A biopsy on the actual mass will not be performed because it is so deep that it cannot be safely accessed even to do a needle biopsy. In order to remove the mass, or a portion of it, her sternum would have to be broken. And it is so close to her heart that any blood vessels that are cut would just keep bleeding. And then there is the high potential of damage to the vagus nerve if they try to cut the tumor away. So, no surgery, no biopsy.

          I agree with you about your cat and about not being quick to euthanize. I believe I will know when the time is right. I am praying, though, that it won’t come to that. I’m praying that she will just go naturally – quietly and peacefully and gently while she’s sleeping on the sofa next to me, my husband and daughter and I watching a movie, our other dag, Max, sleeping on his bed nearby. She loves it when we are all together in the same room.

          I am also praying that she does miraculously well in spite of the tumor and that she lives another five years – dying when she’s “old and full of years.”

          I want to latch onto that last line of the biopsy report: “Less likely differential includes benign adenoma.” I googled lung cancer in dogs, though, and without a biopsy to be sure, one clue as to whether it is malignant or benign is the pace of growth. There was no sign of the mass when she had an unrelated x-ray in May 2015, so I’m guessing it is growing at a fairly rapid rate. The CT report said it has infiltrated most of her right lobe, has moved into her lymph nodes and, as I said before is growing into the space behind her heart. The doc said the problems she will encounter as the tumor grows will be due to the tumor crowding her heart, rather than due to her lungs.

          I hate that. Oh I hate that.

          Right now she is doing great. I took her to my regular vet in mid September because she was sleeping a lot and then she started peeing on the floor as soon as she would wake up. It’s not like her to have accidents. She was also coughing a little bit, but she is often congested this time of year so I chalked that up to allergies. Turns out she had a bladder infection. The vet put her on Zeniquin for 14 days. The coughing and accidents stopped the next day and she was back to being her happy, awake self.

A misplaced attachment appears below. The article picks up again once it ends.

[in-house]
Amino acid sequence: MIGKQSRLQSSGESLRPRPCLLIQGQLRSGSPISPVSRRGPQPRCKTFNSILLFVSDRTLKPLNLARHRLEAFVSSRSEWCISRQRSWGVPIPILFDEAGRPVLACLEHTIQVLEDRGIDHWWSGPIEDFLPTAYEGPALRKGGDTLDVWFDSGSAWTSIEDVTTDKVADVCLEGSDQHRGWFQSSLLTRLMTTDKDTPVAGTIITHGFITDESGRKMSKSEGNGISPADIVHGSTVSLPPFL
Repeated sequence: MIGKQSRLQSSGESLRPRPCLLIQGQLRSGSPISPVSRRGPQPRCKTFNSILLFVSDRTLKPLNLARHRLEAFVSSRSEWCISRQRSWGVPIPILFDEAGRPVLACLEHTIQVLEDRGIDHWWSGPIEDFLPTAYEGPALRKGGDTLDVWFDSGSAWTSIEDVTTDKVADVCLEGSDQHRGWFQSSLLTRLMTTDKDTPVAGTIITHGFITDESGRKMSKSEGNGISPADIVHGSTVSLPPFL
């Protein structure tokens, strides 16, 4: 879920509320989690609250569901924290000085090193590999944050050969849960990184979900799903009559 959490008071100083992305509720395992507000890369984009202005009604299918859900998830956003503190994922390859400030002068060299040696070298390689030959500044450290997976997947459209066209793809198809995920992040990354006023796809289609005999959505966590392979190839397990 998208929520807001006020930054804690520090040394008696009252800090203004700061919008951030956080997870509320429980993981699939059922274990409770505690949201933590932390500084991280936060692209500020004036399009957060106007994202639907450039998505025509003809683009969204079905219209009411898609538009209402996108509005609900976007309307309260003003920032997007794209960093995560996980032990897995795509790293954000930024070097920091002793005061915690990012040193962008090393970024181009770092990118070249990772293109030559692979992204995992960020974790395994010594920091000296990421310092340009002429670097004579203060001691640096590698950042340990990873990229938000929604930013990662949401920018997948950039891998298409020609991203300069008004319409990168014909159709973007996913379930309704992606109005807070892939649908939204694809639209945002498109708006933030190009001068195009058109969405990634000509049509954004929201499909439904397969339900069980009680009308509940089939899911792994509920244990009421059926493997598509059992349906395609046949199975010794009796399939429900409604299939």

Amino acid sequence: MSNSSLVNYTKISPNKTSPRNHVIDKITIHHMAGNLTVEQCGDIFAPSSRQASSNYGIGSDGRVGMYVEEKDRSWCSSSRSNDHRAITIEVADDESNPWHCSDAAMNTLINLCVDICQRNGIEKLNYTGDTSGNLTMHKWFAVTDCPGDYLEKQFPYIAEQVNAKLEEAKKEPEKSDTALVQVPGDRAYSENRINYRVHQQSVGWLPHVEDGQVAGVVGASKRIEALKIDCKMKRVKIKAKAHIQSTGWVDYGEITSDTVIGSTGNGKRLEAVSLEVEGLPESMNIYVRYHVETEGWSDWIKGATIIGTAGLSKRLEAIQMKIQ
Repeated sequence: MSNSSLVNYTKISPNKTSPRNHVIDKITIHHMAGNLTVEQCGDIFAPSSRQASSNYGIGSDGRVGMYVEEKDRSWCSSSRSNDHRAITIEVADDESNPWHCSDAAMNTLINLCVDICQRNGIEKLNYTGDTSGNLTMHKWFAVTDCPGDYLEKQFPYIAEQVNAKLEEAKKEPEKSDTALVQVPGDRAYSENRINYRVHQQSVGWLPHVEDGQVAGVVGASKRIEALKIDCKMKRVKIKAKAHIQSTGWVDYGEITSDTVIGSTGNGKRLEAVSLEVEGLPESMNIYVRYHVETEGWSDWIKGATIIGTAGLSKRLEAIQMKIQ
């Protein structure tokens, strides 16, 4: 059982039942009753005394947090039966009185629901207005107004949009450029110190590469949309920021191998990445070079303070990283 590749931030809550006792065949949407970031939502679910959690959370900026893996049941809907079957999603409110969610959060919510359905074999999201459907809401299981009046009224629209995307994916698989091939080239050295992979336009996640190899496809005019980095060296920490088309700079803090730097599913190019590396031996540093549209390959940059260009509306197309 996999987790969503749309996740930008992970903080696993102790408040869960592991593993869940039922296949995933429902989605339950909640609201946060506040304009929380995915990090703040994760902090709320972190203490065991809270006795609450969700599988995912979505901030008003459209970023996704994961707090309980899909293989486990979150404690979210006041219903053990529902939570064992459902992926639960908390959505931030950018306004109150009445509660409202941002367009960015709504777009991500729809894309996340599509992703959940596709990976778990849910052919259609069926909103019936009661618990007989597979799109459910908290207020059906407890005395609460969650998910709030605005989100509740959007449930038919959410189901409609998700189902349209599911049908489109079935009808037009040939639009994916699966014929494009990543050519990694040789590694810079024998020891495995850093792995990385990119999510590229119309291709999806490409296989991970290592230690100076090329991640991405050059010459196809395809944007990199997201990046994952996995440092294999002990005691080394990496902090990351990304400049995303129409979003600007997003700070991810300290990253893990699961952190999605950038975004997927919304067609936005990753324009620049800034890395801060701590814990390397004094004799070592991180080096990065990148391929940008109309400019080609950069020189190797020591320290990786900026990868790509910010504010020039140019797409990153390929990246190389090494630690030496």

Five days post-zeniquin she started coughing again. That’s when she coughed up the blood. The emergency room vet put her on a 14 day course of Clavamox, which she is still on. The coughing has stopped again and she is acting like herself. The internal medicine vet who did the ultrasound said there were three small pockets of fluid within the tumor. I’m wondering whether they are/were pockets of infection. She does so much better on an antibiotic that I’m wondering whether her symptoms were all due to the infection rather than the tumor itself. Anyway, forgive me if this is too much information. I shared all that to say that euthanasia is unthinkable right now with her doing so well. It is tempting to believe that she is going to be fine. That the supplements and the herbal blends will be enough to keep this thing at bay.

          The chart the oncologist gave me says when the lymph nodes are involved the average time left is 1-2 months. But, she really has no idea how long she’ll live. That’s what makes the decision re: chemo so difficult. It doesn’t sound like it will buy her much time, though, and I hate the idea of it killing healthy cells along with the cancer cells and potentially harming her kidneys and liver. If we do go ahead with the chemo, it will be a low dose of Leukeran.

          I read on the website of a university veterinary program that sometimes the tumor will grow in such a way that it pinches off its own blood supply. God can do that. God can do all kinds of things that don’t require chemo. He can just say the word…

          Thank you for taking the time to “write a book” and for sharing your experiences and for your kind prayer. Prayer is the best treatment option. Ultimately, it’s all up to God. And God is good.

          I am so sorry for your loss. I deeply understand your cat being like a son to you.


          • Yes, you are so right when you say it is all up to God. He CAN do anything!!!

            I would think the chances of an infection causing or contributing to her symptoms would be pretty high since there was mention of necrosis in the biopsy and she seems to improve on antibiotics. Regardless, I’m glad she is doing better and hope she continues to do so!